On Thursday, Bradley Manning, one of the foremost prisoners of conscience in the world today, testified in open court — the first time his voice has been heard since he was arrested, confined and subjected to psychological torture by the U.S. government.
An event of some newsworthiness, you might think. Manning has admitted leaking documents that detailed American war crimes in the invasion and occupation of Iraq. He has been held incommunicado for more than 900 days by the Obama administration. Reports of his treatment at the hands of his captors have sparked outrage, protests and concern around the world. He was now going to speak openly in a pre-trial hearing on a motion to dismiss his case because of that treatment. Surely such a moment of high courtroom drama would draw heavy media coverage, if only for its sensationalistic aspects.
But if you relied on the nation’s pre-eminent journal of news reportage, the New York Times, you could have easily missed notice of the event altogether, much less learned any details of what transpired in the courtroom. The Times sent no reporter to the hearing, but contented itself with a brief bit of wire copy from AP, tucked away on Page 3, to note the occasion.
That story — itself considered of such little importance by AP that it didn’t even by-line the piece (perhaps the agency didn’t send a reporter either, but simply picked up snippets from other sources) — reduced the entire motion, and the long, intricate, systematic government attack on Manning’s psyche, to a matter of petty petulance on Manning’s part, a whiner’s attempt to weasel out of what’s coming to him. This is AP’s sole summary of the motion and its context:
Private Manning is trying to avoid trial in the WikiLeaks case. He argues that he was punished enough when he was locked up alone in a small cell for nearly nine months at the brig in Quantico and had to sleep naked for several nights.
It is clear what the unnamed writer wants the reader to take away from his passage. We are supposed to think: “That’s it? That’s all he’s got? That they gave him a private room and made him sleep in the buff for a few nights? Is that supposed to be torture?”
As we noted here the other day, the New York Times is the pacesetter for the American media; it plays a large part in setting the parameters of acceptable discourse and honing the proper attitude that serious, respectable people should take toward current events. The paper’s treatment of Manning’s court appearance is exemplary in this regard. The case is worth noting, yes, but only briefly, in passing; Manning himself is a rather pathetic figure whose treatment by the government, while perhaps not ideal in all respects, has not been especially harsh or onerous. This is what serious, respectable people are meant to believe about the case; and millions do.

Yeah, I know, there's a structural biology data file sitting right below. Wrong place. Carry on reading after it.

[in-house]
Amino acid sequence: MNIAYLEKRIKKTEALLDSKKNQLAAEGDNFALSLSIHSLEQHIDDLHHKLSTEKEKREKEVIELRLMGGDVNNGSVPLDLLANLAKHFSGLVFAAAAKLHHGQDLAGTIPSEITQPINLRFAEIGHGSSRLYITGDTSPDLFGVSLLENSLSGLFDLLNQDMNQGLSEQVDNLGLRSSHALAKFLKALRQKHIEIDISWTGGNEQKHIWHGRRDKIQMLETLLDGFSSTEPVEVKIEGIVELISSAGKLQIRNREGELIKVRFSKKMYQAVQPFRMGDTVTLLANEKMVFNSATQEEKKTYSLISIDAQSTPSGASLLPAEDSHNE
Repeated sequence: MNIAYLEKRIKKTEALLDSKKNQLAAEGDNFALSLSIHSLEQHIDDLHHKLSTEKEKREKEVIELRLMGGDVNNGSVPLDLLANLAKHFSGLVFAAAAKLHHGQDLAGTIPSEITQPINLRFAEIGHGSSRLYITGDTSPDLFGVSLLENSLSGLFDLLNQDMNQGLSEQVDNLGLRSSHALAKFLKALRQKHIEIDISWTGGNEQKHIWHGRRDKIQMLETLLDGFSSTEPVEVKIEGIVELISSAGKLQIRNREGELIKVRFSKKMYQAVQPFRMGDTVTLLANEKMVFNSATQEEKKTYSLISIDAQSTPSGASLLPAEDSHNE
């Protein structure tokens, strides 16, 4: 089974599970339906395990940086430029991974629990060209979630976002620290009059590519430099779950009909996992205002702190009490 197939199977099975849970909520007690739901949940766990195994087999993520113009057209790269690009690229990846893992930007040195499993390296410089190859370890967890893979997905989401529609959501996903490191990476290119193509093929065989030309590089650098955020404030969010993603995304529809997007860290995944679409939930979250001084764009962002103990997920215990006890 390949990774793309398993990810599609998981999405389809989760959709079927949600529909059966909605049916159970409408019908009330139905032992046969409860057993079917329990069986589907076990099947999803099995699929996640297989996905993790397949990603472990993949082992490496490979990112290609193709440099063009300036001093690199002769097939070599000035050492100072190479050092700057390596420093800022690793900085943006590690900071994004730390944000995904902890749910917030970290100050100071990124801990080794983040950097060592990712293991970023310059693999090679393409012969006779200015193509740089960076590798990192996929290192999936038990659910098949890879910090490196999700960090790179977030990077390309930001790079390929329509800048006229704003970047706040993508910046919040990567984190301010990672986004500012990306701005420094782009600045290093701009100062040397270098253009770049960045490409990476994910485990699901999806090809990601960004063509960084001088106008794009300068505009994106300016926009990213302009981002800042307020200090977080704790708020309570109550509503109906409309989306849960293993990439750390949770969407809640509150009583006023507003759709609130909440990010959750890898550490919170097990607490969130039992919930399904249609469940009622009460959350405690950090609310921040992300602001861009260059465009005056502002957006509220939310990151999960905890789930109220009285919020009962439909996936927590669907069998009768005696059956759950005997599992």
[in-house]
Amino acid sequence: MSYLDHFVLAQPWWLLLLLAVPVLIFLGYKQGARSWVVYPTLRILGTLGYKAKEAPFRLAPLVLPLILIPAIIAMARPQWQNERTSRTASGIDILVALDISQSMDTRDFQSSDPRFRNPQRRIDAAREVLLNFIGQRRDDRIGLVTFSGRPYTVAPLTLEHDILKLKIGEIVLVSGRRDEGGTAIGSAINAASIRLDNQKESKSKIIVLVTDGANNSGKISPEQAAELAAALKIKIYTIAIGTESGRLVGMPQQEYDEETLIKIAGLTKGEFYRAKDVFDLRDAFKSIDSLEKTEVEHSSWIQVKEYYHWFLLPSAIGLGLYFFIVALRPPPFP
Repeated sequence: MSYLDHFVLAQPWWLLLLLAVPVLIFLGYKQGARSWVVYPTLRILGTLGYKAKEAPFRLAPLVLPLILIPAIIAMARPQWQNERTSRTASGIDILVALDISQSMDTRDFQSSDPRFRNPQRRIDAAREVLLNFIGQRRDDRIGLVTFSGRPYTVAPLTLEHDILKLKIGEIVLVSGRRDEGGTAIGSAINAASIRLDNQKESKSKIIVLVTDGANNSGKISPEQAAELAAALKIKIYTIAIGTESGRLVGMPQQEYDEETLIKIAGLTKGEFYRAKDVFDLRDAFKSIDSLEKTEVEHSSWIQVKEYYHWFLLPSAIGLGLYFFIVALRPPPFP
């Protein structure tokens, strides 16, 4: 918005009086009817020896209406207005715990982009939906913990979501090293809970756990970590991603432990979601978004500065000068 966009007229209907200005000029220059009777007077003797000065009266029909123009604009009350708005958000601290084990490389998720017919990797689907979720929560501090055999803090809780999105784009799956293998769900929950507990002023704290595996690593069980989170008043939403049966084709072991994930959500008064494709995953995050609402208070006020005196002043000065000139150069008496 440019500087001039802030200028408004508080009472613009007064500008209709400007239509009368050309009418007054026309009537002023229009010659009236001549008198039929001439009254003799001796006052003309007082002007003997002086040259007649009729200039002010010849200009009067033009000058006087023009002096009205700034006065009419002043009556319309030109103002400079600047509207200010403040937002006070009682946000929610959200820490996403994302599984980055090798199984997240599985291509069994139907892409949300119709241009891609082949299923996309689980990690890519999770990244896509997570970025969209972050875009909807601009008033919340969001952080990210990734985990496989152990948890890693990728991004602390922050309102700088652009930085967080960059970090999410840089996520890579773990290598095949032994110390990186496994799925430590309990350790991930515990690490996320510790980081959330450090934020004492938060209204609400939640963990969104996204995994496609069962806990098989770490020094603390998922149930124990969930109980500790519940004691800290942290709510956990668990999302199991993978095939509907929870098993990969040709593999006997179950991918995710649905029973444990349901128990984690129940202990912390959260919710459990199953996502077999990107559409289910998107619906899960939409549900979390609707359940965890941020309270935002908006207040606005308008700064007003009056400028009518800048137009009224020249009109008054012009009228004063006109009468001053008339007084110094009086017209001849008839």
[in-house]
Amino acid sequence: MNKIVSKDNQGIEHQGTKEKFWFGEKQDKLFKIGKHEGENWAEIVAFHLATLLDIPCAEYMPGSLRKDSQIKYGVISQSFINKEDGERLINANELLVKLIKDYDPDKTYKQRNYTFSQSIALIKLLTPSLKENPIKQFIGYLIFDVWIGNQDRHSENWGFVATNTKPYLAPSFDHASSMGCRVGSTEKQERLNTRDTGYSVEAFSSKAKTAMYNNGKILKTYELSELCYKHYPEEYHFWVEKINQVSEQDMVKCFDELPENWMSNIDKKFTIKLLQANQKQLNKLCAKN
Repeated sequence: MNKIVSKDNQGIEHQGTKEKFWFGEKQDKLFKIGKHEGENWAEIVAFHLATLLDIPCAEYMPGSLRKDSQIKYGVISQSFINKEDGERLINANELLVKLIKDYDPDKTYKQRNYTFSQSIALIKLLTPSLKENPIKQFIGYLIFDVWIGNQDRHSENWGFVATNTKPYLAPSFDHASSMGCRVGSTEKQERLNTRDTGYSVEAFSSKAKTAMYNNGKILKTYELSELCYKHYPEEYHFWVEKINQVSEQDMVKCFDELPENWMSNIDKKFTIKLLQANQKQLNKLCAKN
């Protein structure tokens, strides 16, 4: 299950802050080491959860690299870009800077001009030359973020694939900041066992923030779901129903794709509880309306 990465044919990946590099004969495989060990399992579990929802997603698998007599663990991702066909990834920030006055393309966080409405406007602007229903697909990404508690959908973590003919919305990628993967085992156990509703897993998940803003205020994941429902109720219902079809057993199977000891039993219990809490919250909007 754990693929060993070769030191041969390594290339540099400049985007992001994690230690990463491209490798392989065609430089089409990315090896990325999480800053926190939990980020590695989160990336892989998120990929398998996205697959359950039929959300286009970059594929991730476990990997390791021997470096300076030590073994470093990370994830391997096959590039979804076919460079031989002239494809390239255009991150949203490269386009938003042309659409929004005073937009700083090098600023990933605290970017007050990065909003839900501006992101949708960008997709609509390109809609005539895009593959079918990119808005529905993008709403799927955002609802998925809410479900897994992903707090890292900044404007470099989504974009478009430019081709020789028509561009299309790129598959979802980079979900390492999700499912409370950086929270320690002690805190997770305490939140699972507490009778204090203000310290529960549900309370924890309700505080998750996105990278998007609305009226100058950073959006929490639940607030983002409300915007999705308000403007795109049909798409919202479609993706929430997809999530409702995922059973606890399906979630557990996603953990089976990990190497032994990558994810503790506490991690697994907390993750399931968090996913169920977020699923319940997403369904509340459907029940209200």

For the actual details of Manning’s hearing — which actually began a few days before his appearance — you have to turn to foreign papers, such as the Guardian, whose coverage of Manning’s situation has been copious. The Guardian provided two long stories (here and here), totalling 68 paragraphs, on Manning’s testimony, both written by one the paper’s leading reporters, Ed Pilkington, who was actually present in the courtroom. This was preceded by three long stories (here, here and here), also by Pilkington reporting on the scene, about previous testimony in the hearing, from the brig’s commander and from the Marine psychiatrist overseeing Manning’s condition.
As noted, the Times provided only the single wire story, 11 paragraphs long, during the entire week of testimony. Contrast this to the paper of record’s treatment of those other prisoners of conscience, Pussy Riot, when they were put on trial by the Russian government this summer. In an eight-day period surrounding the trial, the Times ran no less that 14 stories on Pussy Riot’s plight. Later this fall, when sentencing hearings were held for the group, the NYT ran 13 stories in a comparable time period.
I believe Pussy Riot’s case warranted such coverage. But certainly Manning’s case — involving revelations of war crime, mass murder, brutality and his own unconscionable treatment by an American government that lectures other nations, including Russia, about impartial justice and human rights — is of at least equal weight. But of course, it is easier — not to mention more politic, and profitable — to run 27 stories about the Kremlin’s harsh and wildly disproportionate punishment for an act of civil disobedience while dribbling out a single reductive, dismissive story about entirely similar actions by the American government.